Published: Fri, April 20, 2018
World Media | By Shelia Harmon

Syria chemical attack: Investigators allowed to visit site

Syria chemical attack: Investigators allowed to visit site

Worldwide inspectors have entered the Syrian town where an alleged chemical attack was carried out earlier this month, following delays by Syrian and Russian authorities.

Syria's United Nations ambassador Bashar Jaafari told the Security Council on Tuesday that the OPCW experts would begin their investigation once they received the all-clear from the United Nations team.

On Wednesday, OPCW Director General Ahmet Üzümcü told a closed-door meeting at the body's Hague headquarters that shots were fired in the vicinity of the team on Tuesday as they visited the suburb to determine whether it was safe for inspectors to enter.

It added that "only the government of Russian Federation has the motive, means, and record to conduct such an attack".

At a Saturday press briefing, Gen. Kenneth F. McKenzie Jr. said, "None of our aircraft or missiles involved in this operation were successfully engaged by Syrian air defenses, and we have no indication that Russian air-defense systems were employed".

When the security team arrived at the first site, a large crowd gathered and the United Nations experts chose to withdraw, he said.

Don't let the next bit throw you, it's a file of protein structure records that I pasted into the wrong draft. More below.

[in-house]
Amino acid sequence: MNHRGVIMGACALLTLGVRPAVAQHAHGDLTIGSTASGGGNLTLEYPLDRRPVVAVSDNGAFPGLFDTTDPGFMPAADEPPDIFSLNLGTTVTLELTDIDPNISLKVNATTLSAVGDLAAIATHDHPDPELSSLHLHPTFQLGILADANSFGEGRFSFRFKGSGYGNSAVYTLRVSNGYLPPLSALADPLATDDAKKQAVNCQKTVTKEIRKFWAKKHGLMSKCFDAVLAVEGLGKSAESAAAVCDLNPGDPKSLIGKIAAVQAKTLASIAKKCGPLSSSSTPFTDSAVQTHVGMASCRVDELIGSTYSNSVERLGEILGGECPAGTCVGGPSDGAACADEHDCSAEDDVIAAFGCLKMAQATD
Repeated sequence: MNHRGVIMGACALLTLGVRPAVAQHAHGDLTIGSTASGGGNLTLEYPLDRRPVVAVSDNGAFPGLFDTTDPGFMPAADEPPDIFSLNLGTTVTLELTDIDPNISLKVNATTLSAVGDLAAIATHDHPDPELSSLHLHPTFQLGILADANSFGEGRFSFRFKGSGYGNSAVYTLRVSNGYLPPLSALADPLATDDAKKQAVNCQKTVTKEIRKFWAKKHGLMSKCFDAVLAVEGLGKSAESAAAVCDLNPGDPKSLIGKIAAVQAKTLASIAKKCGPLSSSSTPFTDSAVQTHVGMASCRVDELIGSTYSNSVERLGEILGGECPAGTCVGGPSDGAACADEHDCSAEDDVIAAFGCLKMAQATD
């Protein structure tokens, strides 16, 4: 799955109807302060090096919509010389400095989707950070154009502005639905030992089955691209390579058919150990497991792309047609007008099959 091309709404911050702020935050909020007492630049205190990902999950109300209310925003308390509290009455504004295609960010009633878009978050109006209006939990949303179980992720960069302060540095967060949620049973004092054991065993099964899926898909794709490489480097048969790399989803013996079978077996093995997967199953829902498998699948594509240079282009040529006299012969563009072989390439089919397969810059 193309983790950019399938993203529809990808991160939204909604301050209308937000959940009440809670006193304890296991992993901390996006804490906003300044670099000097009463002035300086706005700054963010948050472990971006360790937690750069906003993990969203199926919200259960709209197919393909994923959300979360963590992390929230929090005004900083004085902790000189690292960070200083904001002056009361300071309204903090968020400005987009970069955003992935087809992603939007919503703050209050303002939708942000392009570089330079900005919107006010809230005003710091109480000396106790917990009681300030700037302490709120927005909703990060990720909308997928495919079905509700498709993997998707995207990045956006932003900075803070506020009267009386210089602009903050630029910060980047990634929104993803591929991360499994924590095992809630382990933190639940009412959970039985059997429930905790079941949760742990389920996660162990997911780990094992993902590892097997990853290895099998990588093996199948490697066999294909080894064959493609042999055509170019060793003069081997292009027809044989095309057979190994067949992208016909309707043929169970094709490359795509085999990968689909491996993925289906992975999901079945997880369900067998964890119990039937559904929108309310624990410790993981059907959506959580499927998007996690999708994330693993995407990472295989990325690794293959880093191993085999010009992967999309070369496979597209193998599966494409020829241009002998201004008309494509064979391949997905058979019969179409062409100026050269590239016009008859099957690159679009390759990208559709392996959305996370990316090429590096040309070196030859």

In response, the U.S., Britain, and France launched a strike against three of the regime's chemical weapons facilities-a move Russian Deputy Foreign Minister Sergei Ryabkov suggested was the reason inspectors couldn't get quick access to the city.

The Russian ambassador to Ireland has said "as far as we can see, there was no attack in Syria" following Russia's probe into an alleged chemical attack.

"At Site 2, the team came under small arms fire and an explosive was detonated", he said, adding "the reconnaissance team returned to Damascus".

This shows that the worldwide community is clearly more concerned about Assad's attempt to normalise the use of chemical weapons and Russia's willingness to prevent the UN Security Council from taking action against it than it is about the potential for abuse if military interventions without UN authority are tolerated or even praised.

Tuesday's incident "again highlights the highly volatile environment in which the fact-finding mission is having to work", Uzumcu said.

The OPCW team arrived in Damascus at the weekend to investigate the alleged poison gas attack attributed to the Syrian regime which is said to have killed at least 70 people. A odd smell lingered, nine days after the attack.

Syrian medical sources say bodies were found foaming at the mouth, and with discoloured skin and cornea burns. They are still waiting to visit nearby Douma, 11 days after the alleged attack took place. In fact, according to The Washington Post, they prompted a celebration to break out when pro-government supporters realized that the airstrikes were limited.

Former Douma residents now in northern Syria told The National anyone still in Douma was likely unable to speak freely for fear of retribution from the government.

"Clearly the Assad regime did not get the message past year", Defense Secretary Jim Mattis said last week. He said he tried to enter the shelter but was overcome by a strong smell of chlorine and his comrades pulled him out.

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